However, both Paras and Reitman acknowledged the downsides of using Excel in finance processes. For instance, when asked if he had experienced challenges with Spreadsheet Server, Paras said most issues that arise are usually rooted in Excel.
"People come to me all the time and say, 'I'm trying to do this with Spreadsheet Server, and I can't,' and I say, 'Here's what you need to do in Excel to do what you want to do,'" he said. Also, some users run different versions of Excel, which makes it difficult for him to replicate and solve their problem.
"We don't ignore the fact that once you dump the data in Excel it's changeable, and that's why we always have financial statements that come out of Oracle," Reitman explained. "The version we're working with while closing might be a Spreadsheet Server version, and they'll probably be doing a budget using the Spreadsheet Server files, but we always go back and check to see what the result would've been in Oracle."
Why is Excel so pervasive in finance?
Before Spreadsheet Server was implemented at Solo Cup, the company Paras was working for when Dart acquired it in early 2012, he said the organization considered adopting Oracle Hyperion, an enterprise planning and budgeting system. Ultimately, he said, Hyperion was too robust for the company's needs, and Spreadsheet Server's price-to-value ratio was more reasonable.
The learning curve could have been an issue. "[Spreadsheet Server] is an Excel-based tool, and everybody knows Excel. Some of the other programs like Hyperion are great but less familiar, and oftentimes people will shy away from it."
Familiarity and low barrier to adoption are two reasons that explain the pervasiveness of Excel within the finance function, according to Livingstone. In contrast, specialty software forces users to operate within certain parameters, even when its interface is designed to resemble a spreadsheet.
"The spreadsheet is a blank canvas -- there are no real constraints in using Excel, so that's probably the biggest draw card," Livingstone said. "Once you have an enterprise application, that may limit the size of the sand pit."
But a large sand pit might not be good for a collaborative business environment. "Excel's like people with magic. There's different ways to make a magical result happen, [and] there's different ways in Excel to make results happen," Player said. "You think about doing it one way, and somebody else thinks about doing it another way [and] lo and behold, you'll do something that might work for you but [not] for them," he said. "It's a great tool for people to play with. It's just not robust for a production environment."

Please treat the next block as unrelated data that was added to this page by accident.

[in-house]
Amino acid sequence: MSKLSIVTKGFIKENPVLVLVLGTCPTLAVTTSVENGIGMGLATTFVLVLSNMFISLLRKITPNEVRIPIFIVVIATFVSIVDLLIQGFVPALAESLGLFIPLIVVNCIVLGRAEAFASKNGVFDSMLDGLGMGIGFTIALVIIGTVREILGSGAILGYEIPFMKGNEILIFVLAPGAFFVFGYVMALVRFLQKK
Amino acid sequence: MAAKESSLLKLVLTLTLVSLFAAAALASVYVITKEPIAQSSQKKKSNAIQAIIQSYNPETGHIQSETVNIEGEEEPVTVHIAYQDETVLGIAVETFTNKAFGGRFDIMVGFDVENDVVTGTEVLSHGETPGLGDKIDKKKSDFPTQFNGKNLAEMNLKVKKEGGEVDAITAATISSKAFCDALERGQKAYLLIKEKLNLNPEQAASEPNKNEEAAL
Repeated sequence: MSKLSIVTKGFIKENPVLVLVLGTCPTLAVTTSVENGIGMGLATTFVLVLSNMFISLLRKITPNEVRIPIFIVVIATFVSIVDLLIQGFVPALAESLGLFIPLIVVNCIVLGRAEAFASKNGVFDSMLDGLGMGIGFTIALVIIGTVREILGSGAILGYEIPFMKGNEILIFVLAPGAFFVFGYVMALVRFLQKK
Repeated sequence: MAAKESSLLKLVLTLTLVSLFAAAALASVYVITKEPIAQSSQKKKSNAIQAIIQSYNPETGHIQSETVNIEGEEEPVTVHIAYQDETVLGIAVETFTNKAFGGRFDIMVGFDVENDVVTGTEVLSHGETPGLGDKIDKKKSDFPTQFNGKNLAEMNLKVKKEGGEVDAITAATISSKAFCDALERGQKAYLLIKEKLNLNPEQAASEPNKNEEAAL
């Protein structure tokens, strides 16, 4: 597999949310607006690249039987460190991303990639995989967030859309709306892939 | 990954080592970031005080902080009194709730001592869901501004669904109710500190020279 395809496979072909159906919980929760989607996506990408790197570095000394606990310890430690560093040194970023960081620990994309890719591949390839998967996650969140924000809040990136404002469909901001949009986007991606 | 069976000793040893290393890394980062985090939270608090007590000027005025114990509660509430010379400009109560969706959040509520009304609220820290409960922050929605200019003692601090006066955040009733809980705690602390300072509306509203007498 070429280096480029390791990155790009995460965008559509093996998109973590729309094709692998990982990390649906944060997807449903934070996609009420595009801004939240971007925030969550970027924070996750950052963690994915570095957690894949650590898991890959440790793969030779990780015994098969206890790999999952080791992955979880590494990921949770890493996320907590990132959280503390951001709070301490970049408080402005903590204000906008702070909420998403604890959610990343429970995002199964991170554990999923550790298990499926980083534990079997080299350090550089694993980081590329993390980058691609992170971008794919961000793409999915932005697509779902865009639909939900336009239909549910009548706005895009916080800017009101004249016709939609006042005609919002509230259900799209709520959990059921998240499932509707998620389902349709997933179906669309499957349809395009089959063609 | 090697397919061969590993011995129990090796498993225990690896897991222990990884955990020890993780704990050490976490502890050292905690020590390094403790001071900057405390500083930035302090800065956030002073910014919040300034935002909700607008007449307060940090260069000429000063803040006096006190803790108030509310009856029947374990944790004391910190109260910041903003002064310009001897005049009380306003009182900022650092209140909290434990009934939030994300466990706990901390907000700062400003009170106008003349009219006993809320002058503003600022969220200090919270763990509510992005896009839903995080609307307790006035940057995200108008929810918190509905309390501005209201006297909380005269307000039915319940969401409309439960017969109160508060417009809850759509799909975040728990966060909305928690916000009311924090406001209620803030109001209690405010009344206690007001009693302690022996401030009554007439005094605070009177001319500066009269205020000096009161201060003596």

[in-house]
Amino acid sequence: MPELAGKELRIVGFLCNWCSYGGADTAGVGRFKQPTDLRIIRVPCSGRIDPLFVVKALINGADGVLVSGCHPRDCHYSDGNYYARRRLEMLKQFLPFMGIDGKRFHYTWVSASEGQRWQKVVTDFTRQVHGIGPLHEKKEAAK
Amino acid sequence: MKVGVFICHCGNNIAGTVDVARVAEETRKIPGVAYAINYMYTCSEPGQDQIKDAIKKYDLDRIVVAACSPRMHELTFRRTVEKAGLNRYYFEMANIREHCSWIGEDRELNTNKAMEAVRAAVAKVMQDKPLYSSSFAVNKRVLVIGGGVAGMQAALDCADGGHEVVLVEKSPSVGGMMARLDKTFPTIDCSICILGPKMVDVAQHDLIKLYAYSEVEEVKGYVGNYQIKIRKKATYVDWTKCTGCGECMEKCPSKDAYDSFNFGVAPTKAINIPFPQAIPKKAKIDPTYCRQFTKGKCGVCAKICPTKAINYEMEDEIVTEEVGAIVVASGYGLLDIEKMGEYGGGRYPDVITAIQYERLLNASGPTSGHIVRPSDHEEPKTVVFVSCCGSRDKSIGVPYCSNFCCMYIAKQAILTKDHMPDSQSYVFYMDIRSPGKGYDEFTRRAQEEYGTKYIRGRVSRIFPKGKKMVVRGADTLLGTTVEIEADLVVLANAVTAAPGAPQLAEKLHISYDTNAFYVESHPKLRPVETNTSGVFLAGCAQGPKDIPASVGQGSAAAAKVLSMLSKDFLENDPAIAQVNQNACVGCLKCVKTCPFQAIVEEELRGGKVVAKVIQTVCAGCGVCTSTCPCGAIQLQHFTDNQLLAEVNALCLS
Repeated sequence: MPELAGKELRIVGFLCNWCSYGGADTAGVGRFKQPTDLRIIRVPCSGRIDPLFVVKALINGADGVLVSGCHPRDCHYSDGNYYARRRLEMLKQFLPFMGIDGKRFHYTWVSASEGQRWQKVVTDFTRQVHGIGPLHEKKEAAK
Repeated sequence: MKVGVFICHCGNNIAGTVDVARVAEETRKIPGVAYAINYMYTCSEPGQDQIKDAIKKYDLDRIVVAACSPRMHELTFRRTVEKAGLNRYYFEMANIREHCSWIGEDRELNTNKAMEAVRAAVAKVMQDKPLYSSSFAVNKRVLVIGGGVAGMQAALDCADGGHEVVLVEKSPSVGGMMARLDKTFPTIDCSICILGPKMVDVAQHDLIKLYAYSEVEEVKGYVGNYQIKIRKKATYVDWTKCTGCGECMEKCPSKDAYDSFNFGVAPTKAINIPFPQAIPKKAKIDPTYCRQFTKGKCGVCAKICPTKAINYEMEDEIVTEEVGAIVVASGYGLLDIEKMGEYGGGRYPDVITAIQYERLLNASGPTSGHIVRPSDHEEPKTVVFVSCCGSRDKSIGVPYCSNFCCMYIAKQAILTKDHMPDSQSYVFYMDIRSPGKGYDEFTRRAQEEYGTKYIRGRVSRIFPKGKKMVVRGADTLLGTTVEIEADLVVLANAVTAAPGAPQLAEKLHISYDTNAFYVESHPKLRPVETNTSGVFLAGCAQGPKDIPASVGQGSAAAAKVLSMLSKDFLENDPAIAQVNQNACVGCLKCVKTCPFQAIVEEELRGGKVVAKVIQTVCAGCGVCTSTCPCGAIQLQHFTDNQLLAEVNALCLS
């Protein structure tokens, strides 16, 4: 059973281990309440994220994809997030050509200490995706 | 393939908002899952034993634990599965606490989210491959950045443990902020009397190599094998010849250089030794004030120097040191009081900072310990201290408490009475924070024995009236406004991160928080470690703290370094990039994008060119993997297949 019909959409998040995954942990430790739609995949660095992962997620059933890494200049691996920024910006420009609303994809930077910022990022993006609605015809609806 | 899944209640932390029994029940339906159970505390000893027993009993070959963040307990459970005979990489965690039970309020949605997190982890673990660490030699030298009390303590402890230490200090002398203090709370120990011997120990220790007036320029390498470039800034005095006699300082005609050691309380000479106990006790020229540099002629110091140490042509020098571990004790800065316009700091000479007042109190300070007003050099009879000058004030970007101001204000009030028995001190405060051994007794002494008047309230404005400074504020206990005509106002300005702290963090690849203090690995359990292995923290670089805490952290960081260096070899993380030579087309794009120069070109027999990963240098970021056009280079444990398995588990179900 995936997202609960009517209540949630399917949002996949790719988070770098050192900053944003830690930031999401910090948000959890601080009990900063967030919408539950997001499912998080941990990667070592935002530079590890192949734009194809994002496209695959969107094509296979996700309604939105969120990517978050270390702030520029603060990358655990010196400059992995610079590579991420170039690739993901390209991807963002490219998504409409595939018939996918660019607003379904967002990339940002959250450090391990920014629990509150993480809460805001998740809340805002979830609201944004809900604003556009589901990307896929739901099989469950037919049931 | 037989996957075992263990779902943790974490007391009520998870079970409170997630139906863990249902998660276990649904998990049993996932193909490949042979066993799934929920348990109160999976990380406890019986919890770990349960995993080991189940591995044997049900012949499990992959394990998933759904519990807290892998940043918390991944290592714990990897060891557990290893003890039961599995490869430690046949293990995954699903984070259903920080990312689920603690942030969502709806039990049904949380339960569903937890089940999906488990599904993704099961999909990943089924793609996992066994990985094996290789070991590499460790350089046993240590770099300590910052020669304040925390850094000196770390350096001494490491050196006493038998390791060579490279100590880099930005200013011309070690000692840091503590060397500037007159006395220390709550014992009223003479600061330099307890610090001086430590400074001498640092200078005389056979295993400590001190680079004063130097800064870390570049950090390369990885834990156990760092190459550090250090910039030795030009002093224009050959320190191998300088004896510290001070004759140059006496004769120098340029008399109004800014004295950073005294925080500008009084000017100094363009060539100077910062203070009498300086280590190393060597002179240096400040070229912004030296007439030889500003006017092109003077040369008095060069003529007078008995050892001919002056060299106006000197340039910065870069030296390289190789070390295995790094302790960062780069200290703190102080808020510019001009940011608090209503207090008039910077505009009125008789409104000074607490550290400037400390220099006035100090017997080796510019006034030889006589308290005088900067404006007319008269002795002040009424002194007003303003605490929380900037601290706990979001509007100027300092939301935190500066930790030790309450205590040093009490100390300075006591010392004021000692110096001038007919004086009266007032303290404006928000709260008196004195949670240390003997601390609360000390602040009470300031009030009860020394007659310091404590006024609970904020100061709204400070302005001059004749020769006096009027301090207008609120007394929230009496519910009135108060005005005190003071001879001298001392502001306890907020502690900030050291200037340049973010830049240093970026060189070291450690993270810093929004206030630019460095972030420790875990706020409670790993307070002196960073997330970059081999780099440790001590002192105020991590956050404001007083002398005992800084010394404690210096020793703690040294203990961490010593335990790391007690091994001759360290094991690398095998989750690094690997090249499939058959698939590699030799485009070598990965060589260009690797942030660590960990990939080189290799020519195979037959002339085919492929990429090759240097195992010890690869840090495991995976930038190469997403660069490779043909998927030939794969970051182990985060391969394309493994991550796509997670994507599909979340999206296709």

Paras mentioned two ways that his company safeguards against Excel errors: inserting "check figures" into spreadsheets, which will raise red flags if values do not return as expected, and keeping files in a secure directory to lessen the risk of an unauthorized person deleting a column or row. And considering that finance users won't be relinquishing their spreadsheets any time soon, both Reitman and Paras said they would highly recommend Spreadsheet Server to their colleagues.
"If people can get the data out of their current system, no matter how hard it is, they might look at this tool and say I can do that by myself, [so] I don't need an add-on," Reitman said. "But if they were to use the system, they would understand the difference between having to export your data and create a Spreadsheet Server [template] versus building it on the fly and keeping it live and always attached to your system. It's an amazing thing."
About the author
Emma Snider is the associate site editor for SearchFinancialApplications.com. Follow her on Twitter: @emmajs24.